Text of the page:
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The sight or smell of a mouthwatering dish can be enough to trigger different processes in the body. Lior + Lone/Stocksy
  • The hormone insulin regulates blood glucose levels by helping glucose move into cells.
  • When someone sees or anticipates food, the pancreas releases insulin ready to process this glucose.
  • A new study has found that this early release is caused by an inflammatory response.
  • People with overweight and obesity have an excessive inflammatory response which impairs insulin secretion.
  • The findings suggest that targeting the inflammatory factor involved may improve the early insulin response in people with obesity.

Everyone is familiar with the sensation of the mouth watering in anticipation of food, but this is not the body’s only response. At the same time, the pancreas starts to release insulin, ready to deal with the influx of glucose into the blood.

This neurally mediated or cephalic phase response has been recognized for some time, but the mechanisms involved were unclear. Now, a study from the University of Basel has shown that a short-term inflammatory response is responsible for this early insulin release.

However, in people with overweight or obesity, an excessive inflammatory response during the cephalic phase can impair this insulin secretion.

“This study highlights the complexity of our individual metabolic responses to food, and why understanding chronic low-grade inflammation over time is key in addressing obesity.”

Prof. Tim Spector, professor of genetic epidemiology at King’s College London and co-founder of Zoe Ltd, a personalised nutrition company, speaking to Medical News Today.

The researchers identified that an inflammatory factor — interleukin 1 beta (IL-1β) — which is usually involved in the response to pathogens or tissue damage, is responsible for much of this early insulin secretion.

First, the researchers identified the role of IL-1β. They found that the sight, smell, or taste of food stimulates the release of IL-1β from microglia in the hypothalamus. This then activates the vagus nerve and increases the secretion of insulin that facilitates glucose uptake and metabolism after eating.

In their study, they placed mice that had been fasted overnight in a cage with a food pellet. The mouse was allowed to find the pellet and take a bite. Immediately after the first bite of food, the researchers took blood from the mouse for analysis.

The mouse blood samples showed no rise in glucose but had increased circulating insulin.

As a control, the researchers placed other mice in a cage with an inedible object that looked exactly like the food pellet. Blood taken from these mice showed no increase in insulin, indicating that real food was needed to stimulate the cephalic insulin response.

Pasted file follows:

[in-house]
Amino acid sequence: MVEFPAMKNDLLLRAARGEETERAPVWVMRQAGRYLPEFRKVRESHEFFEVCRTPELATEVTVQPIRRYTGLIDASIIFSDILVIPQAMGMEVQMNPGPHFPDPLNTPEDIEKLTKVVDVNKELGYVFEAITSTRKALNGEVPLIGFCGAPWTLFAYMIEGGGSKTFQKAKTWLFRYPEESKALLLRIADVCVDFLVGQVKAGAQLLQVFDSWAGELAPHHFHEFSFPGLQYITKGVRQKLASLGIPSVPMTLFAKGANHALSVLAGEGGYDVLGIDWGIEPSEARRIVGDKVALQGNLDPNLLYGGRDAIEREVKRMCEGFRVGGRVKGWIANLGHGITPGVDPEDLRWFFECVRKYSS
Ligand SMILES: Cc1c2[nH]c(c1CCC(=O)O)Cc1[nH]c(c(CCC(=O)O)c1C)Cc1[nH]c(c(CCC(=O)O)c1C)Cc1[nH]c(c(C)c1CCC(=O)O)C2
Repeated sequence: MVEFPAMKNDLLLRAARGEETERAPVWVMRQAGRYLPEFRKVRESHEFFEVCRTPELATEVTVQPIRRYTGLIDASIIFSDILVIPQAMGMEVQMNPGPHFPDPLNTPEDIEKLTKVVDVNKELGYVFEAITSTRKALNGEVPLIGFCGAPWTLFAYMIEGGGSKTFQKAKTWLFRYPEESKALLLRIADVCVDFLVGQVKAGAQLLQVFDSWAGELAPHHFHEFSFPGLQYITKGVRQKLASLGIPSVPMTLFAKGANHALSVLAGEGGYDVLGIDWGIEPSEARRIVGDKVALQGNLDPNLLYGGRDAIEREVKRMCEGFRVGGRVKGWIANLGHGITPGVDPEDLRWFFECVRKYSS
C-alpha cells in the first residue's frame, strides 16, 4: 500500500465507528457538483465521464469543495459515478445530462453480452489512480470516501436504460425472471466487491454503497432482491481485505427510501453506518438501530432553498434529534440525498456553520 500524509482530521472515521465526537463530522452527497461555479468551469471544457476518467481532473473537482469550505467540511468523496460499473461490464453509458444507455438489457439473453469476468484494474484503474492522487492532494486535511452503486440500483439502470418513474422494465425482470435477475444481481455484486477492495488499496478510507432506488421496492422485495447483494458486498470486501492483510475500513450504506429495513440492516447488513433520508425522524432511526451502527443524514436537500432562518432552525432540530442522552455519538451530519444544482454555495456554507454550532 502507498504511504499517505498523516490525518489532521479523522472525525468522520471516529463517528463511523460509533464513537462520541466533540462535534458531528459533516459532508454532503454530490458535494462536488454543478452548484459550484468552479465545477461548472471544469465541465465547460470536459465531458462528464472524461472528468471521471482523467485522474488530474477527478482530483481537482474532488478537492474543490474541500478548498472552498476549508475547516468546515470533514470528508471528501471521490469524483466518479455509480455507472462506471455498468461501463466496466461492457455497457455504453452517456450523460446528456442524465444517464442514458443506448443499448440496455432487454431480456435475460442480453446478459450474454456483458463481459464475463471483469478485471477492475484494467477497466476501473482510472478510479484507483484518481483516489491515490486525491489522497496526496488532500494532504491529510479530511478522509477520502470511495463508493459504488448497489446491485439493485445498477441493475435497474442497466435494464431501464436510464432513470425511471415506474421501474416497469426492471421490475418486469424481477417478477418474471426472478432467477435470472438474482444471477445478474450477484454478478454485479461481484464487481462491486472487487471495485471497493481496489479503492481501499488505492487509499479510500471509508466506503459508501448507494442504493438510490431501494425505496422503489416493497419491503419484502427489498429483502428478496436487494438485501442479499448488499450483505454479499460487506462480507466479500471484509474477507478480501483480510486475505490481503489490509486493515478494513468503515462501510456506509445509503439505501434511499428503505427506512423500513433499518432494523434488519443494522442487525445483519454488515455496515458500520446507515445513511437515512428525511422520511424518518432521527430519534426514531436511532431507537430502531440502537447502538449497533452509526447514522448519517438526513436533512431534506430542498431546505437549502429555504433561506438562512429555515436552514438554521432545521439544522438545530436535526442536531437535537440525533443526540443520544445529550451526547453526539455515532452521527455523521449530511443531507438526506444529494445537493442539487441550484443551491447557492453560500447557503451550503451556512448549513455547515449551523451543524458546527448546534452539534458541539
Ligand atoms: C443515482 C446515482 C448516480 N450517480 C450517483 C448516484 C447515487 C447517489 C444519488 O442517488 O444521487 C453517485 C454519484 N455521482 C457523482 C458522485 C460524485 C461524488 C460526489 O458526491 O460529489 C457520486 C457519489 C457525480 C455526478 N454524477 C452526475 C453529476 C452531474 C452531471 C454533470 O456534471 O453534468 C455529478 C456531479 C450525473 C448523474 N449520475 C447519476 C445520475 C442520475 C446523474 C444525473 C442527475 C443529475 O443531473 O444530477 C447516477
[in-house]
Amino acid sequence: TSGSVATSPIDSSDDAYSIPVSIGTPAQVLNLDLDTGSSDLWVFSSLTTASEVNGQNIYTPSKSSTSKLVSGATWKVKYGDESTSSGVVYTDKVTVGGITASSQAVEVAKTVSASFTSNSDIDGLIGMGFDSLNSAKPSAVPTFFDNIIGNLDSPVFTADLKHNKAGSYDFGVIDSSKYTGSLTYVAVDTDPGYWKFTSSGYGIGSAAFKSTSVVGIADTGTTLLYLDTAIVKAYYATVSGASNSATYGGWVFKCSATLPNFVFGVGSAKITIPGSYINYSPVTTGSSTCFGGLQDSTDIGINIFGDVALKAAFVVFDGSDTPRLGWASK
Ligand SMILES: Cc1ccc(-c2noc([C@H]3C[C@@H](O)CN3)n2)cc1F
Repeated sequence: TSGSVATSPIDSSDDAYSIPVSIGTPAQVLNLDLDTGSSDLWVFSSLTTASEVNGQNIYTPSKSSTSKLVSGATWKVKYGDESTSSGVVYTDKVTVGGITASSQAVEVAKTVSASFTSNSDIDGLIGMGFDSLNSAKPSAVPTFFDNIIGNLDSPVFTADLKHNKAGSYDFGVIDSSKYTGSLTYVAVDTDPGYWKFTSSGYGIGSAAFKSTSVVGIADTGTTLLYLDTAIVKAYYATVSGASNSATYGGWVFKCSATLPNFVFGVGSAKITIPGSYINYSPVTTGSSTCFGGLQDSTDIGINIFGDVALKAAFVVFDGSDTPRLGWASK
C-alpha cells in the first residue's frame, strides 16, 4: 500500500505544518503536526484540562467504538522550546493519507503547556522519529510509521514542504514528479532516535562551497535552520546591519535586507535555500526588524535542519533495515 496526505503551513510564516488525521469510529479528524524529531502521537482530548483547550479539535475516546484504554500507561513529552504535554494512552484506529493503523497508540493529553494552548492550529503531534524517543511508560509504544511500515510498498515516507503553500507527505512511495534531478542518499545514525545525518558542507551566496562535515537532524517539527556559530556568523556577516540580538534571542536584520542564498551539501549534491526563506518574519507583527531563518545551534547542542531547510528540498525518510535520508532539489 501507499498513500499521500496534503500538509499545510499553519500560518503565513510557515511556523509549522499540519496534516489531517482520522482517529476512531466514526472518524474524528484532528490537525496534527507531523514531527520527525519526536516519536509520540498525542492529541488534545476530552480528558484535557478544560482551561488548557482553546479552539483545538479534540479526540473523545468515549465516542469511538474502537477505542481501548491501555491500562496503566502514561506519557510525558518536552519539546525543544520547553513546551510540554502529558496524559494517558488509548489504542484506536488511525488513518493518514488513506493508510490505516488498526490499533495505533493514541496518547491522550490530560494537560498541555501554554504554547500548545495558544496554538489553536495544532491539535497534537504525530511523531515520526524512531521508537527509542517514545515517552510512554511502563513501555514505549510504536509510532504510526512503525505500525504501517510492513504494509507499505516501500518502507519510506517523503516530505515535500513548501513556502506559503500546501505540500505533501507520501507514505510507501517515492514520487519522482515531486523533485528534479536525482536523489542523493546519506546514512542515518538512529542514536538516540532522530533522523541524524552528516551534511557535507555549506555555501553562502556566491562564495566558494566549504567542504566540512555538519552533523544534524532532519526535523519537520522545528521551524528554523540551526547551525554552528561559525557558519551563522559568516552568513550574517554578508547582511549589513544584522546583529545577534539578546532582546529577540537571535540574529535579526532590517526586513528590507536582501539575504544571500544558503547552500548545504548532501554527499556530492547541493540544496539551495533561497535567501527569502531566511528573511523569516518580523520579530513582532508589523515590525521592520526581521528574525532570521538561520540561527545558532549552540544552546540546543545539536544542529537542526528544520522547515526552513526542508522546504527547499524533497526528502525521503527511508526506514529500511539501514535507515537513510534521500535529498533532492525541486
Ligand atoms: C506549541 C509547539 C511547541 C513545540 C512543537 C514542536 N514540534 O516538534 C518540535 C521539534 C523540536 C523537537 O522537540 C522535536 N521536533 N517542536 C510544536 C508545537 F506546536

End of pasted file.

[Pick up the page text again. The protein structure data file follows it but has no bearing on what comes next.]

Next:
To test that IL-1β was responsible for the rise in insulin, they then injected mice with a neutralizing antibody against IL-1β before introducing them to the cage with food. These mice showed no increase in circulating insulin.

This led the researchers to conclude that IL-1β was mediating the cephalic phase insulin release (CPIR).

To investigate the implication of the finding for people with overweight or obesity, the researchers performed a secondary analysis of data from a previous meta-analysis on CPIR in people. The primary analysis found this insulin response was markedly reduced in those with overweight or obesity.

To test this finding, they reproduced the human data in the mouse model. After only two weeks on a high fat diet, mice no longer showed CPIR.

Study lead Prof. Marc Donath, chief of the Endocrinology, Diabetes & Metabolism Department at University Hospital Basel, told MNT why this might happen:

“Obesity and diabetes lead to chronic inflammation beyond which an acute sensory stimulation no longer has any effect. It’s like a marathon runner: after 42km, he can’t do a fast 100m race.”

Prof. Spector agreed: “The authors’ conclusions that cephalic insulin response, which causes insulin secretion before any food is consumed, such as when we see food or smell food, is inhibited in people with obesity due to chronic inflammation associated with obesity is likely to be part of the answer.”

“IL-1β […] signaling seems to be responsible for some of the vagus nerve stimulation that results in insulin secretion after sensory exposure to food, and a dysfunction in this signaling in people with obesity is likely impacting their cephalic insulin response,” he added.

Next, the mice were fed a high fat diet and injected with the anti-IL-1β antibody once weekly for 3 weeks, to prevent the release of IL-1β. The researchers subsequently detected insulin in the blood of these mice, showing they had a CPIR.

“With higher inflammation in obesity, and specifically adipose tissue inflammation, persistent high levels of circulating IL-1B is responsible for the dysfunction resulting in a lack of cephalic insulin response to sensory inputs.”

– Prof. Tim Spector

So, could this study have implications for the treatment of obesity and type 2 diabetes? Prof. Donath believes it might, given further research.

“IL-1β antagonism is being developed for the treatment of type 2 diabetes and its complications. A better understanding of the mechanism of action of IL-1β on insulin secretion could guide us in the development of clinical studies,” he told MNT.

This view was reinforced in an article in Cell Metabolism, which described the findings as: “an exciting avenue for developing IL-1β as a novel and potentially modifiable therapeutic target to correct autonomic dysregulation of CPIS [the cephalic phase of insulin secretion] in obesity.”